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Filmmaker Mansoor Khan’s new novel questions civilisation and existence

Mansoor Khan’s new novel, ONE: The Story of the Ultimate Myth, explains how living in harmony with nature is the actual way forward. However, its activist and argumentative tone doesn’t offer solutions or balance.

Filmmaker Mansoor Khan’s new novel questions civilisation and existence

Friday September 15, 2023,

5 min Read

Filmmaker Mansoor Khan might not be instantly recognisable to the Instagram generation. Back in the 80s, Khan shaped our imagination with the Romeo-Juliet-like tragic love story Qayamat Se Qayamat Tak (1988), and the high-school drama Jo Jeeta Wohi Sikandar (1992). Both were cultural moments besides being huge hits.

Khan, an IIT Bombay, Cornell, and MIT graduate, then left it all behind to take up organic farming in Coonoor, rarely making a public appearance.

Now, Khan has penned a short novel, ONE: The Story of the Ultimate Myth. It is about the perennial debate around civilisation and progress manipulating nature.

With the tool of a book within a book, Khan builds a deep and complex argument against separating human beings from nature through development and civilisation. A close look at the very existence of human beings in their natural state and their natural home, planet Earth, drives home a cyclical point. Humans chose to break with nature when progress interfered and civilisation took charge with innovation and development.

The story centres on two protagonists–Sonal and Dr Abhay–both deemed insane and unsuitable to fit into norms of behaviour in modern society. Their decision to not follow the preset path of social approval and professional growth makes them sizable misfits, so much so that they can be separated from the world around them. In highlighting their situation, the book highlights the anxiety that a corporatised, business and money-driven world can create in the human mind. Anyone who thinks differently is just kept ‘outside’ of society’s approved spaces.

The story of the protagonists takes off to a banal start. But it weaves its way into Khan’s larger argument about the ONE. Using terms like OneCulture, he argues that the perception of civilisation-that nature needs to be tamed, corrected, and manipulated for human progress and better quality of life-is flawed.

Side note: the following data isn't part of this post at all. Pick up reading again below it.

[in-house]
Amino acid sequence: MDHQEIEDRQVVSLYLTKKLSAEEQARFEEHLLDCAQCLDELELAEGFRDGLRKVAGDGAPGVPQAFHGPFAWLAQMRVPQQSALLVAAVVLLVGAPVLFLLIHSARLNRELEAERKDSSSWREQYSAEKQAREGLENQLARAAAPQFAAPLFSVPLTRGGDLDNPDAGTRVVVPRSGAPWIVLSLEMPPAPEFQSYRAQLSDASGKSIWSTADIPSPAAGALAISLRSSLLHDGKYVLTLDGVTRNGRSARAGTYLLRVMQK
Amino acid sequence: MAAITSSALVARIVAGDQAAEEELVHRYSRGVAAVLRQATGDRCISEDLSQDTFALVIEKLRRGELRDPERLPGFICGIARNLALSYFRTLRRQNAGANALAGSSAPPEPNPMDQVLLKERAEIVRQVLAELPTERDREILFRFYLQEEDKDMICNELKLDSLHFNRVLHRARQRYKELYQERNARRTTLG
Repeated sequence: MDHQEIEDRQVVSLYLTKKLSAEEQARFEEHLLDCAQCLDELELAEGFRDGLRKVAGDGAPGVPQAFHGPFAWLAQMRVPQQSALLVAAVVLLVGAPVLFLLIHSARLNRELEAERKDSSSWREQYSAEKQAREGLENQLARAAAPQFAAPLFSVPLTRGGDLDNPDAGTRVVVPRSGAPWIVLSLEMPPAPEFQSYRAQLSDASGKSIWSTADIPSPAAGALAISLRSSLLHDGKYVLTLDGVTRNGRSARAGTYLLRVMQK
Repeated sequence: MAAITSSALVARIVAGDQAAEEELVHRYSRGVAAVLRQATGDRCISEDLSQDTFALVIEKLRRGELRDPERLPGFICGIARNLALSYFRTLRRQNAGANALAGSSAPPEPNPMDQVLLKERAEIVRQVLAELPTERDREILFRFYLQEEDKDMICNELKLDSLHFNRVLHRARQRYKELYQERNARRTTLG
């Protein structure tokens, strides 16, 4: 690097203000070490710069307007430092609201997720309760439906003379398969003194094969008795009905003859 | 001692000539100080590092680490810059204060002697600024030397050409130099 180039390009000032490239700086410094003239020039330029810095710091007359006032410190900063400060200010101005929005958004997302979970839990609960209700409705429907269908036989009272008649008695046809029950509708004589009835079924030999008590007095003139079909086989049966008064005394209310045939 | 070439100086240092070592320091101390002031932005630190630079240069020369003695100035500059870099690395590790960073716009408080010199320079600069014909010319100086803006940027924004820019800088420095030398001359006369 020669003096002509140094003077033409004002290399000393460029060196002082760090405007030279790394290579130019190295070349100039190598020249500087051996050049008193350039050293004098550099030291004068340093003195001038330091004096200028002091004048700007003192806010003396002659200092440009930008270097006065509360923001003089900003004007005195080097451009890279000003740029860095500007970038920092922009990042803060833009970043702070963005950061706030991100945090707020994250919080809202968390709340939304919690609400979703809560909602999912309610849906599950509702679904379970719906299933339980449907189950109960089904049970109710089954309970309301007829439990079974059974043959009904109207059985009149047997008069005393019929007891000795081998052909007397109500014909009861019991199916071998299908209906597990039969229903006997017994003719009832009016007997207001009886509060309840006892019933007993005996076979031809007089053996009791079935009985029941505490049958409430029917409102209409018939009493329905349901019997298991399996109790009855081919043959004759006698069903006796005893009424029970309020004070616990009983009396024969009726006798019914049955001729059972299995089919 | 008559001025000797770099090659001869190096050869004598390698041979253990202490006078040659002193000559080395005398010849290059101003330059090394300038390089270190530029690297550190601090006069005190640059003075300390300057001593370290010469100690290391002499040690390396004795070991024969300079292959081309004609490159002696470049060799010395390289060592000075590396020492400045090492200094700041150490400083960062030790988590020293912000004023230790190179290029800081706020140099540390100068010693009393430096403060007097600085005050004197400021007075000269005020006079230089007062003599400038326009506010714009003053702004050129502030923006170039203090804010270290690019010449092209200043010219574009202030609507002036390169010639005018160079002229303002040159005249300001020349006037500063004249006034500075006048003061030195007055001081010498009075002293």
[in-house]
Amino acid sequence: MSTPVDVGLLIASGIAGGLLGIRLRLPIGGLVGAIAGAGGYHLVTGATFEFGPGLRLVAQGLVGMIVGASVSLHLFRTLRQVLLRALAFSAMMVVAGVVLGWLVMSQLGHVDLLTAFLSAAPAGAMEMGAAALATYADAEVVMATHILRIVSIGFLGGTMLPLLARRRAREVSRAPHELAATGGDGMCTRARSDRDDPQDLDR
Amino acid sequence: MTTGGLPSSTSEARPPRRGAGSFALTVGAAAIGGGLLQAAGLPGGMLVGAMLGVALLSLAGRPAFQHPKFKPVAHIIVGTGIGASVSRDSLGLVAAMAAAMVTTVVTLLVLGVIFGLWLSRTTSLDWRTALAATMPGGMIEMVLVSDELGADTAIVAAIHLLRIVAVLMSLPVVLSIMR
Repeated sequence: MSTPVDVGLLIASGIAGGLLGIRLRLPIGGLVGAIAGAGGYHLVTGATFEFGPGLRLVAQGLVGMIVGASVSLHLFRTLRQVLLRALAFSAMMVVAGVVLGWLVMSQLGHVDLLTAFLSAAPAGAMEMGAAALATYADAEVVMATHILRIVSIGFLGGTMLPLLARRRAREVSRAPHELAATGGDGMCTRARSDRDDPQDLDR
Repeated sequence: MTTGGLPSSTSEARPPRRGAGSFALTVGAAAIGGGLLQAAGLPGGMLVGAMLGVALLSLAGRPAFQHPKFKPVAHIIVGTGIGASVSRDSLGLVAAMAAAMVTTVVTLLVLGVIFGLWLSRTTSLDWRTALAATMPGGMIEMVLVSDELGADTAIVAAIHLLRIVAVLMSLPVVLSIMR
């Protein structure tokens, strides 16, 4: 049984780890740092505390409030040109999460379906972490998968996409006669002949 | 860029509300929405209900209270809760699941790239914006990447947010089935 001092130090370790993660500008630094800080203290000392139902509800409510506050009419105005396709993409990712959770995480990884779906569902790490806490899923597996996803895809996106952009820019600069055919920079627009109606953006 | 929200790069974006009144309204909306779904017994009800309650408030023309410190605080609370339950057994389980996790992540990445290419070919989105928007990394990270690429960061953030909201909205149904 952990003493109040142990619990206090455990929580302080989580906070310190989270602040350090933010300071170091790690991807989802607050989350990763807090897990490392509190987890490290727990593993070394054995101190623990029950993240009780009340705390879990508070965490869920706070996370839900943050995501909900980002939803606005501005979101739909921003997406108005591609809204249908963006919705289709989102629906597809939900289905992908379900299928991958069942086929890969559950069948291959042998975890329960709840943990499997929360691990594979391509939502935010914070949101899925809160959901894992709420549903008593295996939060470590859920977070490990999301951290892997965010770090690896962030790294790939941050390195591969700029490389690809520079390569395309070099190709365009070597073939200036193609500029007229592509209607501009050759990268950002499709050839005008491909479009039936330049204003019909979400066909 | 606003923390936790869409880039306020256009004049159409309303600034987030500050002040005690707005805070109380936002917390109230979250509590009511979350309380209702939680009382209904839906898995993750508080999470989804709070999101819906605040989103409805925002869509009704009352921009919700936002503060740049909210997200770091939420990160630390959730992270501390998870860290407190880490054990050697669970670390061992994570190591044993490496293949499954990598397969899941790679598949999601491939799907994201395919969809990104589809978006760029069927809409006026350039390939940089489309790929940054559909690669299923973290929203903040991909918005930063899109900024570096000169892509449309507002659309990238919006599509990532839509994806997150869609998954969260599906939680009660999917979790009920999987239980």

Khan draws from the ways of life of tribals who prefer isolation to integration to explain that living in harmony with nature is the actual way forward. From the time of lighting the first fire to this age where climate change has caused irreversible damage to planet Earth, the human desire to develop and progress has systematically plundered natural resources, destroyed forests, animals, organic life in soil and in water bodies, and has shamelessly killed anyone that doesn’t toe the line.

As the story progresses, the protagonists work quietly to strike a balance between nature and civilisation, and work to break the limits of ‘boundary science’ that modern times have put, in the heart of Mumbai. When the results of their efforts are discovered, will they be applauded or banished, perhaps even locked up for insanity?

Khan’s argument can’t be criticised as wrong. Much of what he writes here, along with an independent theory on the verges of social anthropology, has proven to be true. But the point of view of his protagonists, and therefore this book of analysis within the novel, is one-sided and imbalanced. Some of the local context about nature being upended for development and indigenous people suffering has roots in his family’s experience.

Movie star Aamir Khan, who is his cousin, has written a blurb that makes it to the book’s cover. His attempts at activism during the Narmada Bachao Andolan find its reflection in this book with a similar incident that affects Sonal. His focus on the corruption of natural soil with fertilisers and genetically modified organism (GMO) crops comes from his determined attempt to build a sustained organic farm. That the planet is dying rapidly, and most people have put on blinders to live a narrow comfortable life, rings true. Having said that, to reduce civilisation, or to not address the human desire for self-preservation, isn’t mentioned in this book.

It is a quick read, yes. But it is also an inadequate read. Khan does well in picking holes in theories like ‘The Butterfly Effect’, or ‘Black Swan Events’. These oft-used argumentative terms don’t hold up to basic scrutiny. But he doesn’t provide a viable alternative to the damage done by civilisation. He also doesn’t offer the perspective of potential corrections in ways of living or national challenges like feeding a burgeoning population or vaccinating a huge number of people against a pandemic. Some of the arguments, like pandemics and diseases being a consequence of development, also feel inadequate. Their correlation to development isn’t explained properly.

However, Khan’s explanation of money and wealth and their reductionist impact on society is well done. It feels refreshing to see the simplicity behind the mechanism of wealth creation as a non-essential tool for human life to survive. Perhaps we all know it but can’t quite imagine a world without it.

In the age of quick reads and short books, this book can be finished smoothly and swiftly. As for its writing and content, the activist and argumentative angle brings it gravitas. But a balancing of this argument would have elevated it to an informative and well-written book.

Rating: 3.5/5

Edited by Megha Reddy